On Monday morning, Keri and Sara boarded a bus in downtown Boston. Keri describes the lines of runners as going on for miles and miles. They rode on a school bus for an hour to Athletes Village in Hopkinton, Mass. About 18,000 runners were sprawled out under tents on the grassy field of a high school. The energy surrounding Keri and Sara was nervous. People were chattering about the heat, which only kept rising with each hour that passed.
The race began in waves, with the elite runners first, followed by three additional waves. Keri and Sara ran in Wave 2, as their qualifying times were about five minutes below the required time.
As they started out onto the race course, Keri noticed there was not even a bit of breeze, but her heel was feeling manageable as she could finally put some weight on it, but she knew it could eventually be a factor in the race. Keri and Sara paced themselves to stay strong until the final third leg of the race, which they’d heard was the toughest.
Keri and Sara were well-trained, but as Keri explains, they were not prepared for the hills.
“There were many, and they were long and endless. The way up was one thing, but the way down was worse. The pounding and pressure on your knees was tough,” said Keri.
The crowds along the race course were phenomenal and supportive.
Sara said, “The best part was the people cheering. Along the route, fans were cheering you on and giving you high-fives along the way. It was uplifting and definitely needed.”
The crowd tried to lessen the heat with ice, sponges, Popsicles, garden hoses and water tents. The fire department even released the hydrants to provide relief.
Husbands, John McDermott and Dan Huegerich, rented bikes to support their wives. They rode almost 60 miles on bikes that were not meant to leave the beach. Their support was exactly what Keri and Sara needed to keep their spirits up.
The race continued, and the conditions became worse and worse. The course was challenging and the record heat was downright dangerous. Keri said what they witnessed instilled fear in her.
“At one point, there were more people walking than running,” she said. “We saw countless of capable men and women fall to the ground and begin convulsing, due to heat and dehydration. It was somber and disheartening, it seemed like every runner was just struggling to get one leg in front of the other.”
Although the initial adrenaline had worn off and there seemed to be little enjoyment left, Keri knew she had to get through it. She and Sara had family and friends tracking their progress through the Internet and text messages. Keri said her support at home was her only motivation at some points.
Meredith was cheering on her friends the day of the race, getting butterflies and pacing in her living room.
She said, “I was cheering out loud as I got my text updates. I got absolutely nothing done that day!”
At mile 21, Keri’s legs had had enough. She began to walk. She was worried if she tried to keep running, she wouldn’t cross the finish line, her No. 1 goal. Around that time, she stopped to help a runner vomiting at the side of the road. The runner told Keri she was so nauseated, she couldn’t see. Keri walked with her for a bit, trying to be of help.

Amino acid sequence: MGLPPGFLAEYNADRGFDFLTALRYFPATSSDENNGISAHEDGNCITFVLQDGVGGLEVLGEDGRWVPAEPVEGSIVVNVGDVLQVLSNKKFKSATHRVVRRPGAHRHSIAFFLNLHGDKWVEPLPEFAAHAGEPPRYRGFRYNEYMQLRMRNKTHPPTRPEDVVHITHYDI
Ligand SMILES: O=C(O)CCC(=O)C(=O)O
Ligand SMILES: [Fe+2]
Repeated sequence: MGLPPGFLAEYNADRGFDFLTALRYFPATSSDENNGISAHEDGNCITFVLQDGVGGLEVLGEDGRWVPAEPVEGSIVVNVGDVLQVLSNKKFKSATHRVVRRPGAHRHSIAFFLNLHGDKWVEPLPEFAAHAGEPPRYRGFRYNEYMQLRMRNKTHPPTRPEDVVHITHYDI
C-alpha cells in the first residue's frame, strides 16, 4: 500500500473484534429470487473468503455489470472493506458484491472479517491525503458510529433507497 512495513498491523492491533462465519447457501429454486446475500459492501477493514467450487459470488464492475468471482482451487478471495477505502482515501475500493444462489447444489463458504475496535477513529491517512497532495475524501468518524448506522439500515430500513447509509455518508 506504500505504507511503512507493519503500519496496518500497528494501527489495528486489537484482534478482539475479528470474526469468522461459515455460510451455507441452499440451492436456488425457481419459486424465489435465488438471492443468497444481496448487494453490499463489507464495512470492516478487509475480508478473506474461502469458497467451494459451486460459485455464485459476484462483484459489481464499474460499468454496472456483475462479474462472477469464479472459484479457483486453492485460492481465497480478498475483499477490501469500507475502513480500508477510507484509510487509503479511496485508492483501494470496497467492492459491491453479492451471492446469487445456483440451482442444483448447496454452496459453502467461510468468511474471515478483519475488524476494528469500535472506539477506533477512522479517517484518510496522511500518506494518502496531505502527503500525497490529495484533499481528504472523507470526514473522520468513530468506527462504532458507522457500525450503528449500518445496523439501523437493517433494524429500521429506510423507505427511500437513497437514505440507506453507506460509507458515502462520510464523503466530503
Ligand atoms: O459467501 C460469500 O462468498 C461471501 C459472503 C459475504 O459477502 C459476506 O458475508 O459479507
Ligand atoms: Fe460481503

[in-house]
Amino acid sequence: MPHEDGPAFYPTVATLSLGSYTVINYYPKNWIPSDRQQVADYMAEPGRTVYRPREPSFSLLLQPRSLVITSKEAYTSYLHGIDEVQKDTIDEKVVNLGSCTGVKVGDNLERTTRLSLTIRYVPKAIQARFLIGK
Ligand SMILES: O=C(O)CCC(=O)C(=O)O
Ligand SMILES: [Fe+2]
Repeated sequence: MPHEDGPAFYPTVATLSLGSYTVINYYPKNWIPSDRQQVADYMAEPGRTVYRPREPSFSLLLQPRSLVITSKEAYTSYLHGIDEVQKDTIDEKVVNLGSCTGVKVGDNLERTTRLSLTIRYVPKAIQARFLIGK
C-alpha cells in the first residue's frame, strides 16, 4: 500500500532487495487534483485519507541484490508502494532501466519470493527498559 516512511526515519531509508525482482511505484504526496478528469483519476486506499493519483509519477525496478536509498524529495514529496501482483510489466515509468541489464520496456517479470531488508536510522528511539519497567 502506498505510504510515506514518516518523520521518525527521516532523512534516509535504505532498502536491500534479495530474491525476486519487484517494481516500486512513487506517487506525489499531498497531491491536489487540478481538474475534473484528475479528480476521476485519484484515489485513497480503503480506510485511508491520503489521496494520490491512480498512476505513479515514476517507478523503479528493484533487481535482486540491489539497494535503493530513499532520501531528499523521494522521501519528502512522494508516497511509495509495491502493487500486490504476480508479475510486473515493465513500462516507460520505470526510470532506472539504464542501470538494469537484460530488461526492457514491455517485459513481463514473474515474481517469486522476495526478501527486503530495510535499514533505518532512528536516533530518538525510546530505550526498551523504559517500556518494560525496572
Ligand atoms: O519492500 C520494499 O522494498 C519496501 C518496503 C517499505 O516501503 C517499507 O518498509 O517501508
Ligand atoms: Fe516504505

Sara, uninjured, ran on. She looked back, and Keri waved her on. The next time Keri looked up, Sara was out of sight. Keri continued to alternate between walking and running for the next five miles. Those five miles were painful, and Keri said she’d never been so unsure of her running ability than at that moment.
Nearing the finish line, Keri picked up speed and crossed the finish line in almost-90-0degree heat. Usually crossing the finish line is exhilarating, but this time all Keri could think about was finding the bus that held her belongings. She was feeling sick, and her feet and legs were in great pain.
Keri finished the race in 4 hours, 11 minutes. Sara fared a bit better, finishing in 3 hours and 58 minutes.
Nearly 1,800 runners did not make to the finish line. There were estimates of 1,200 runners seeking medical assistance, and 100 runners were admitted to the hospital. Two days after the race there were two runners still in critical condition.
Despite the grueling heat and heel injury, when asked if she would ever consider running the Boston Marathon again, Keri emphatically answered, “Yes, absolutely.”
Keri had no reservations about her answer but says if there is a next time, she will be better-prepared for the hills and be more mindful of her body.
After the Boston Marathon, Keri rested her injured heel and didn’t run for five days. Until she ran again, Keri said she “felt in a funk.” Keri describes running as “the best time of my day.” She says running is what gives her energy for the day.
Keri needs all the energy she can get. She works from home, working full-time as communications director for Cimro of Nebraska, a quality-improvement organization focused on health care. She and her husband, John, from Dubuque, have to keep up with their four children, Meredith, 7, Tate, 6, Emerson, 4, and Anthony, 1. Their two oldest children are already showing an interest in running and athletics. Meredith, a first-grader, can run the mile fastest in her class.
A typical week for Keri includes running outside five days a week, sometimes rising as early as 4:30 a.m. to run. Keri also takes a spin (indoor cycling) class once a week. Keri runs in Iowa events such as the Drake Relays half-marathon, Dam to Dam, Living History Farms Cross Country Race, Capital Pursuit, and the Des Moines half-marathon. Even while pregnant Keri continued to run until the week before she delivered. She even ran a half-marathon while pregnant with each of her four children.
On April 16, 2012, Keri McDermott and Sara Huegerich achieved their ultimate goal. They completed the Boston Marathon, one of the world’s best-known road races. Although they didn’t cross the finish line together, they couldn’t have done it without each other and their friend, Meredith Smith. Two weeks later, they can still hear the crowds cheering in their heads.